From the publishers of THE HINDU

VOL.33 :: NO.25 :: Jun. 24, 2010

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COLUMN / LONDON CALLING

‘Grumbling great Britons'

When Fabio Capello, who has had an unequalled record wherever he has been and guided England deftly into the finals, left the Arsenal youngster Theo Walcott out of the squad there was grumbling everywhere, even though Walcott had a poor season for his club, writes Ted Corbett.

The Australians delight in calling us “whinging Poms” and I have to confess that they are right. For once. I prefer to think of us as “grumbling Great Britons” but why split hairs. At the moment we are in the middle of a summer of discontent that is almost unprecedented.

British sportsmen seem to have found more reasons every day to curse our luck and the inefficiency of others and in particular our friends, without, very often, any good reason.

Take, for instance, the minor run of bad luck and unorthodox judgement that has overtaken the English footballers now in South Africa for the World Cup.

When Fabio Capello, their manager, who has had an unequalled record wherever he has been and guided England deftly into the finals, left the Arsenal youngster Theo Walcott out of the squad there was grumbling everywhere, even though Walcott had a poor season for his club.

Here is a 21-year-old who still needs time to learn his trade and who has done nothing to demand a place during two trial games. He looks like a colt in a classic horse race, going very fast but going nowhere special. Let's hope he is tomorrow's man.

When the gangling veteran centre half Rio Ferdinand hurt his knee the wave of protest could not have been louder if he had done it deliberately.

So far Grumblers United 2, Contented Souls 0.

We were also being asked, day after day, what benefit England might accrue from the presence of David Beckham. He is too injured to play, he is not to coach, according to Capello, and finally he had to be sent to spy on the Americans, England's first opponents, as much to quieten the grumblers as to teach Capello anything new about a side from the World Cup basement.

Guess what? It has certainly not reduced the tongue power of the grumblers now at the height of their pessimism.

My suspicion is that Capello wanted to have Beckham on hand because the two of them see football in the same light. They are both old-fashioned, calculating, thinking soccer men. Originally Capello hoped Beckham might control the final stages of a game for him from a substitute's place deep in the midfield; now that Beckham cannot take part Capello wants his brain nearby just in case things go badly wrong.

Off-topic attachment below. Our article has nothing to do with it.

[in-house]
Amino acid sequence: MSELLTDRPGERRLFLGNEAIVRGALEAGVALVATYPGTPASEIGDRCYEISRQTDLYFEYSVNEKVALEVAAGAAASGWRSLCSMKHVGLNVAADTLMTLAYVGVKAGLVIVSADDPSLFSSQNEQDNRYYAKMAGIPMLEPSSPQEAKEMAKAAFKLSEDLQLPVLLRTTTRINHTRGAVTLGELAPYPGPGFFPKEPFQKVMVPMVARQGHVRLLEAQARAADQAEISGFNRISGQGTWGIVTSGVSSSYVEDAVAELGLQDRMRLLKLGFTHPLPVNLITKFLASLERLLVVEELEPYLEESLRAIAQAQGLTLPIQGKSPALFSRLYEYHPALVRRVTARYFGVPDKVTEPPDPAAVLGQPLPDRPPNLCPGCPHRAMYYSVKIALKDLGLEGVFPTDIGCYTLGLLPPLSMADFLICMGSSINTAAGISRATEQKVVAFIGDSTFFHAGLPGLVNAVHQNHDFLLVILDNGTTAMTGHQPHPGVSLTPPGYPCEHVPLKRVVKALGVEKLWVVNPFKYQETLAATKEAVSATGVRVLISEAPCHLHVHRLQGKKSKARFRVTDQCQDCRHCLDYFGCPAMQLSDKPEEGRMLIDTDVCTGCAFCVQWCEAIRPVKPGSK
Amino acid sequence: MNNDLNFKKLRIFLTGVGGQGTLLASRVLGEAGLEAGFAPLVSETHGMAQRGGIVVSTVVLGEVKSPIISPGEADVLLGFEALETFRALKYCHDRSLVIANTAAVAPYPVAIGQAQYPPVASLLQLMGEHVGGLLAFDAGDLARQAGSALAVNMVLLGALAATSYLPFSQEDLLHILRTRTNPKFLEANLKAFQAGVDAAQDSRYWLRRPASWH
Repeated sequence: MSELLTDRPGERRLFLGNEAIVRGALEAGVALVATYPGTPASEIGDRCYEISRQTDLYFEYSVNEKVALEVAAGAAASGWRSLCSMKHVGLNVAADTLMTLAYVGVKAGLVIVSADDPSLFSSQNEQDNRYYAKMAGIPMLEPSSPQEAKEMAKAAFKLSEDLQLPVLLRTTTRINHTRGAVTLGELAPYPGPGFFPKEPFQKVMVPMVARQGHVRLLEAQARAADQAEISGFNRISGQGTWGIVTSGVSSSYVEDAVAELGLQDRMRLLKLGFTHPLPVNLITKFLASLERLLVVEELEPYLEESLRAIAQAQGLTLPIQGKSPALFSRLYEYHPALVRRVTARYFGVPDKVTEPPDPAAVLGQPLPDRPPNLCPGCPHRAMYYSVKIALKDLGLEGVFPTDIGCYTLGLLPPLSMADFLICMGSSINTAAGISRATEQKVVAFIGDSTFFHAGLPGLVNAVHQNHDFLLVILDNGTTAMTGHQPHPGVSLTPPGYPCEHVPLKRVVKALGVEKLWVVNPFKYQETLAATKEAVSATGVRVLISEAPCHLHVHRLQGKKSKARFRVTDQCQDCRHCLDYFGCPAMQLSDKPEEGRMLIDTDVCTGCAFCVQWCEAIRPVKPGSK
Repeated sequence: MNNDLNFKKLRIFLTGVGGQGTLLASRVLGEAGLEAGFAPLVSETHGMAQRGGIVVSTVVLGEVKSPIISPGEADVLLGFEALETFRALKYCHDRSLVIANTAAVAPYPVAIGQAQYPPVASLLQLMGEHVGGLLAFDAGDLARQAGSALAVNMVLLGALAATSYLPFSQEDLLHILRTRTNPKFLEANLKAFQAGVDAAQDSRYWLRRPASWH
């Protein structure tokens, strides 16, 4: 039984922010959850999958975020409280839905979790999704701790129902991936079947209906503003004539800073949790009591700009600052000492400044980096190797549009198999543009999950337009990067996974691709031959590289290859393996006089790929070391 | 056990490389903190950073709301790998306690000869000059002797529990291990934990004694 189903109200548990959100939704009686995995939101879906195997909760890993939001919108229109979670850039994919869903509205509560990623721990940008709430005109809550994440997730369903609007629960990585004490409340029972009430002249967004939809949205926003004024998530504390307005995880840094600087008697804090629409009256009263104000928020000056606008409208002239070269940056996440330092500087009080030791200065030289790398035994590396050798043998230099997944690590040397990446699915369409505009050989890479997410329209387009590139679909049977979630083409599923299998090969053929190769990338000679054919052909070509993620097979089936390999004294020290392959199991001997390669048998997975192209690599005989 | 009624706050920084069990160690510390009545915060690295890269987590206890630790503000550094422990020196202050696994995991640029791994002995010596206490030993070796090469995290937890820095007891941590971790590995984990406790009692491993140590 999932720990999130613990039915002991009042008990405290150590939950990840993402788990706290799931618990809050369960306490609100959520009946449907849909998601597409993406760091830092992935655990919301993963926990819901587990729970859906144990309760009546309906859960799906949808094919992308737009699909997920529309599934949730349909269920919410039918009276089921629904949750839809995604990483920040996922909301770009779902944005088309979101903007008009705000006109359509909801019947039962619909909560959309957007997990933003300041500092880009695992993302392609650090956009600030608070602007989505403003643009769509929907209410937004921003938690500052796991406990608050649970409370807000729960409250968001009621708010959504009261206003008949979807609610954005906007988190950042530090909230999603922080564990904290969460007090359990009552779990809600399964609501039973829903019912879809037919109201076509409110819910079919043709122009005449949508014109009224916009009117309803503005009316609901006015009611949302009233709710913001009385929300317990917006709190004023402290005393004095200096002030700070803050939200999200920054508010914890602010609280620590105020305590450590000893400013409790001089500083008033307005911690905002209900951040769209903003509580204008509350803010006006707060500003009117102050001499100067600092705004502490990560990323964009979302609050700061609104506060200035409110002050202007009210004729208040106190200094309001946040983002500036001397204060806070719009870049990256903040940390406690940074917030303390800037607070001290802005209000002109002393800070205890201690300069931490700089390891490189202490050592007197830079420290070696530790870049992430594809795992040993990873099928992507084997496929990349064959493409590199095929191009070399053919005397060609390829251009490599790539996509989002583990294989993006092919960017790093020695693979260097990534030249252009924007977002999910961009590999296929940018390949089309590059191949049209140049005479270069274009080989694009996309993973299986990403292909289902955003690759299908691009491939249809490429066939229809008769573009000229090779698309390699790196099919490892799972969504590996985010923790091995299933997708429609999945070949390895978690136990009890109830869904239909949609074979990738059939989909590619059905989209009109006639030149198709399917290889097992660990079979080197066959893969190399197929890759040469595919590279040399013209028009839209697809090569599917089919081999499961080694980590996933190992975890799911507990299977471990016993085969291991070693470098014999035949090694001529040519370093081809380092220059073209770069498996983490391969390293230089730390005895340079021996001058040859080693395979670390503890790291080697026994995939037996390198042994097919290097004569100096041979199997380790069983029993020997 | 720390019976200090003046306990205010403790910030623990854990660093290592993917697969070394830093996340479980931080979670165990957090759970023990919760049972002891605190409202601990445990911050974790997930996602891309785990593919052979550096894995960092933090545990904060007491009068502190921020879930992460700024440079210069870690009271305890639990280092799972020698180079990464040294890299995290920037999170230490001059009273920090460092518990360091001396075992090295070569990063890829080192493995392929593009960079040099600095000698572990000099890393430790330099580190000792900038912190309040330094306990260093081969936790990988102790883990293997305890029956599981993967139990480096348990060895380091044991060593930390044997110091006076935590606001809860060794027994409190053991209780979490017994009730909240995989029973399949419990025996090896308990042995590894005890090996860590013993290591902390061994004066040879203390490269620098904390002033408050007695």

Our cricketers could hardly have had a better start to the season. They won the T20 World Cup handsomely. I have never seen an England one-day side play with more confidence than they did in the final against Australia.

Their next opponents were Bangladesh who, if they have any purpose in Test cricket, are ideal cannon fodder for a team setting out — like England — on a tough 12 months culminating in an Ashes series in Australia.

Andrew Strauss and his merry men — yes, an England team with a smile on its collective face — destroyed Bangladesh, the cricket equivalent of the American soccer team, with such concentrated fury that I could hardly believe they were the same team that has struggled to put away Zimbabwe in recent years.

They even managed to win without the Michael Vaughan-Ashley Giles think tank or any of the four destroyers from the 2005 Ashes miracle — Steve Harmison, Matthew Hoggard, Simon Jones and Andrew Flintoff — and found youngsters who might fill their roles one day.

What's to grumble about? Give me a minute while I try to remember all the ways fans and critics complained about selection, the batsmen, the bowlers — although not, for once, the fielding which was astonishing — the tactics and the captaincy.

There were too many foreign-born players, not enough reserve bowlers, Strauss could not possibly play in the one-day matches, the wicket-keeper Matt Prior was not making enough runs, England should always play five bowlers.

Spectators were under fire for not attending matches without any thought that they might be suffering in the economic downturn or using their good judgement to watch the newly popular high definition television instead.

Heavens, it has been a good time for the grumblers — at a time of record success by British stars.

There are one group of workers whose grumbles I understand.

The support staff of the England and Wales Cricket Board have been told they can no longer put cooked breakfasts on their expenses when they are staying in hotels.

Instead of bacon, sausage and eggs they must be content with rolls, cereals and a cup of tea. It is nothing to do with the expense — cooked breakfasts often come free even at the poshest hotels — but rather a way of ensuring all the apparently indispensable staff stay fit and healthy and do not set the players a bad example.

Umpires have been given the same instruction and believe me they really know how to grumble. It will not be long before the sound of complaint reaches all the way back to Lord's from a couple of the umpires who have, as the Italians put it, a reputation for “using a heavy fork.”

So if you hear a deep-throated chuckle any time this summer look towards the heavens.

It will probably come from the late, great umpire David Shepherd who made sure he had the stamina for a long day in the field — and the energy to stand on one leg when his superstitions about 111 kicked in — by ensuring he had a large breakfast.

If someone had tried to take his bacon and eggs away, they would have had a very severe lesson in why Great Britons can be great grumblers.



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